Twin Galaxies is going on the offensive in its long-running legal and public relations battle with Billy Mitchell. In a cross-complaint filed last month, the video game score-tracking organization accuses Mitchell and Twin Galaxies founder Walter Day of a “decades-long pattern of abuse, impropriety, nepotism, and fraud” intended to falsely “manufacture a persona for Billy Mitchell as the greatest video game player of all time.”
They “knew that these score performances were fake”
The counterclaim, filed in response to Mitchell’s own claims of defamation against Twin Galaxies, goes much farther in attacking Mitchell than the organization’s previous statements. In the past, Twin Galaxies’ defense against defamation has narrowly focused on what it says was a good-faith analysis of the tapes Mitchell submitted for three alleged Donkey Kong high scores, which Twin Galaxies no longer recognizes as legitimate.
In the past, the organization was careful not to speak to Mitchell’s potential motives or any actions that may have led to the creation of those tapes. Instead, it focused on technical anomalies in the video itself that led to the determination that “we now believe that they are not from an original unmodified DK arcade PCB.”
In its new counterclaim, though, Twin Galaxies now directly says Mitchell “lacked the requisite natural skill or ability to be the greatest video game player of all time” and accuses Mitchell and Day (collectively referred to as “Old Twin Galaxies” because of their alleged intractable ties to the corporation) of planning to “return Billy Mitchell’s prestige with fraudulent scores.”
“Both Billy Mitchell and Walter Day knew that these score performances were fake,” Twin Galaxies writes in its complaint of the Donkey Kong score tapes. “But [it] still included the scores on the Twin Galaxies Score Database because of their need for self-aggrandization, their avarice, and their desire to create perceived value for the database so that they could one day sell Twin Galaxies and the Twin Galaxies Score Database and take the money for themselves.”
Questioning the first perfect Pac-Man
While much of Twin Galaxies’ complaint focuses on the heavily discussed issues surrounding Mitchell’s Donkey Kong tapes, the complaint goes farther in alleging that Mitchell and Day sought to suppress scores from other competitors and alter rules in order to secure Mitchell’s position atop the scoreboards.
That includes allegedly rejecting claims from other players who had achieved a “perfect” Pac-Man score of 3,333,360 prior to Mitchell’s 1999 record. That allegation, which has made the rounds in high-score circles for years, would undercut Mitchell’s claim to fame as the first to reach that lofty goal.
In other cases, Old Twin Galaxies allegedly suppressed Donkey Kong and Donkey Kong Jr. scores to protect Mitchell’s position, including a number of scores that were central to the drama in the 2007 King of Kong documentary.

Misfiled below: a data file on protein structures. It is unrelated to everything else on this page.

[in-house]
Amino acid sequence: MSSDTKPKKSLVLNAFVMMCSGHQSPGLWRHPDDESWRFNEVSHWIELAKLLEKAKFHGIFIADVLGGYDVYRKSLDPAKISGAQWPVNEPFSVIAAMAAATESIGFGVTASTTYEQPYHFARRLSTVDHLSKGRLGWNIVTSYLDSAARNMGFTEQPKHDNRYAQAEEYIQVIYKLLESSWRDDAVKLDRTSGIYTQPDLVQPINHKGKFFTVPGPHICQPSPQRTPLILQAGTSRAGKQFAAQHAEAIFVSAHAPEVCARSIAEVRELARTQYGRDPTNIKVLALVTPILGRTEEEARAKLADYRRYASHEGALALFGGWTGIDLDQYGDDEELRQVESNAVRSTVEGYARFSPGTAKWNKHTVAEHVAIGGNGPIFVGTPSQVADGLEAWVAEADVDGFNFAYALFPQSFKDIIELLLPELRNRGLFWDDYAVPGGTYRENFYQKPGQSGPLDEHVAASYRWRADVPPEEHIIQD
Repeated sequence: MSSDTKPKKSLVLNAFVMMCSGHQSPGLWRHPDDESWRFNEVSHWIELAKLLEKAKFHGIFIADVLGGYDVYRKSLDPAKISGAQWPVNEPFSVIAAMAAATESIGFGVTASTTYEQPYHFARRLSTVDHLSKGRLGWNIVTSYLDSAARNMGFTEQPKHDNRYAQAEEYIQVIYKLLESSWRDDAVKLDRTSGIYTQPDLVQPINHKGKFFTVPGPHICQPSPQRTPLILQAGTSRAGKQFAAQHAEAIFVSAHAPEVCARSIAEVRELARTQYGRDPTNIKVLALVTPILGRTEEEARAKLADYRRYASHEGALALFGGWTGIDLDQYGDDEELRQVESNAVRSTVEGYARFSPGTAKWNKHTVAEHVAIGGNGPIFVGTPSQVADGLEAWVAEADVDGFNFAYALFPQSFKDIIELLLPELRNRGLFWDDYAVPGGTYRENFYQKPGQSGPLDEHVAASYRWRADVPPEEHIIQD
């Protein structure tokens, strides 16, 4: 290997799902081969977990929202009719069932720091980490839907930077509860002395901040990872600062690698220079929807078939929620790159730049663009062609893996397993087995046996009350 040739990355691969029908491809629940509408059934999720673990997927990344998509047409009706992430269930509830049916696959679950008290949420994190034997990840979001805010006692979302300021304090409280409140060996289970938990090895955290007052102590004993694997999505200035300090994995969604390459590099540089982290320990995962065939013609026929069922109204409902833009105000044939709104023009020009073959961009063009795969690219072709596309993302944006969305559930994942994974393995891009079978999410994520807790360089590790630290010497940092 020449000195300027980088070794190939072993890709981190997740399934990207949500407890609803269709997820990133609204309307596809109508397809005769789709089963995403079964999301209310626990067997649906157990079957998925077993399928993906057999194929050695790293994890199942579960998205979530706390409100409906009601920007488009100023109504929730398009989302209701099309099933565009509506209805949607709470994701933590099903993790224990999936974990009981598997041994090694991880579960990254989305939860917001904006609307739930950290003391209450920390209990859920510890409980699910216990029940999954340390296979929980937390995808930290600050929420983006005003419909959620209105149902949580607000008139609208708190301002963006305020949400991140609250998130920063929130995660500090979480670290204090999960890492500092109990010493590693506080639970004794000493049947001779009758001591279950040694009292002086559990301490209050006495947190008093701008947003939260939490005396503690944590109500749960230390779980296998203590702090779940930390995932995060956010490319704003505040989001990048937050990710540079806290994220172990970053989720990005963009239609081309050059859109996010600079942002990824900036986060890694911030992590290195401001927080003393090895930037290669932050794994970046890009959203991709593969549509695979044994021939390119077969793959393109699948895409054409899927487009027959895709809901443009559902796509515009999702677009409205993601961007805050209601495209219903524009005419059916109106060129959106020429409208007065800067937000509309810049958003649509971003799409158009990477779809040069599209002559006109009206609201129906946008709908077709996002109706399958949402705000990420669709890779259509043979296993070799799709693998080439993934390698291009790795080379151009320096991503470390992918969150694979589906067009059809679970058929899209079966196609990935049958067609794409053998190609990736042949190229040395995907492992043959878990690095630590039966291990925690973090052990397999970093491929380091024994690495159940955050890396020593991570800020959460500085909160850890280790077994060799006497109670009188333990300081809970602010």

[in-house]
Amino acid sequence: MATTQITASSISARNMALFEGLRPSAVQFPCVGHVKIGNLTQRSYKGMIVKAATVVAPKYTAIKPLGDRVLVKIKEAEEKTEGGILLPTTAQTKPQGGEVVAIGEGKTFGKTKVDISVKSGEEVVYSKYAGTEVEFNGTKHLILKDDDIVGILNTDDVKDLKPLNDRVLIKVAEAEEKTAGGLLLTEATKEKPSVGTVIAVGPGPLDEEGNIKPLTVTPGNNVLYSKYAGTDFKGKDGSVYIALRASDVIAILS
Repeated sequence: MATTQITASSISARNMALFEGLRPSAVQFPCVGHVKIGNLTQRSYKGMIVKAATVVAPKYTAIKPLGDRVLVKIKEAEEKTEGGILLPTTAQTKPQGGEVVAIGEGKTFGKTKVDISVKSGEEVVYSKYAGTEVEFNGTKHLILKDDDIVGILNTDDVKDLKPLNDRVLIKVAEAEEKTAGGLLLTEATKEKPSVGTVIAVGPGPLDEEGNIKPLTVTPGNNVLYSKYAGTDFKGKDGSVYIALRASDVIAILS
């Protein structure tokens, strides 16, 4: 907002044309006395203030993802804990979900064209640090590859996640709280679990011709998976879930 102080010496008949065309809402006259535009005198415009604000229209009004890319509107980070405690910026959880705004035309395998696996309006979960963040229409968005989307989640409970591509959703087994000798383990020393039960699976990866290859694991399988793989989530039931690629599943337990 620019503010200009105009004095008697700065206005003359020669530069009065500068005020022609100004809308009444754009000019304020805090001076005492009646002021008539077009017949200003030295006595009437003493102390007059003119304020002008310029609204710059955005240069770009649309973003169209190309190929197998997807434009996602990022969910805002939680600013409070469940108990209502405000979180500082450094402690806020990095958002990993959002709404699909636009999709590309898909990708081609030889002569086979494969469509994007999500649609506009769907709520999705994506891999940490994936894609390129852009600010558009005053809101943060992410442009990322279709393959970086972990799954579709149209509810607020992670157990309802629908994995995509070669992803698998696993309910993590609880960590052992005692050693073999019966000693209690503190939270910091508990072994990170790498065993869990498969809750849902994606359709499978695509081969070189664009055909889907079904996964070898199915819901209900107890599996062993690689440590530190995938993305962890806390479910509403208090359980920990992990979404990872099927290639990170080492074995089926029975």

Legal and financial interests
Mitchell and Day’s alleged manipulation and lying about old scores has become a legal matter, the counterclaim states, in part because the pair “represented and warranted in the Purchase Agreement that the Twin Galaxies Score Database does not contain any untrue, or misleading statements of fact.”
The alleged lies led to “a loss of value of the assets purchased from Old Twin Galaxies, particularly a loss of value in the Twin Galaxies Score Database because of the association with fraudulent scores,” according to the complaint. That alleged fraud also “fomented distrust in many of these important communities toward Twin Galaxies, thereby diminishing its value” without the new owners’ knowledge, the complaint states.
Beyond the score adjudication allegations, the counterclaim accuses Mitchell and Day of mismanaging the funds of “Old Twin Galaxies” to “[treat] the assets of the corporation as their own by paying personal debts with the corporation’s funds.” According to the complaint, the pair co-mingled their own funds with those of the corporation, made promises of stock offerings that it never intended to keep, and stiffed creditors on multiple debts.
The alleged financial improprieties also extend to a previous 2008 sale of the Twin Galaxies assets to Peter Bouvier. That $200,000 sale was reversed, the counterclaim alleges, when Mitchell and Day “took control of the Twin Galaxies Score Database from Peter Bouvier by exercising undue influence over him while he was incapacitated with Alzheimer’s disease.”
Twin Galaxies says that this counterclaim wouldn’t have been necessary if the organization had won a dismissal in a recent anti-SLAPP motion against Mitchell’s defamation suit. But now that Mitchell’s suit is heading to trial, he has, “in a sense, forced [Twin Galaxies’] hand to pursue these claims” in order to fully defend itself, according to a statement from Twin Galaxies lawyer David Tashroudian.
Mitchell and his lawyers have not responded to a request from Ars for comment on the new allegations. A hearing on the cross-complaint is due to be argued in Los Angeles County Court on December 11.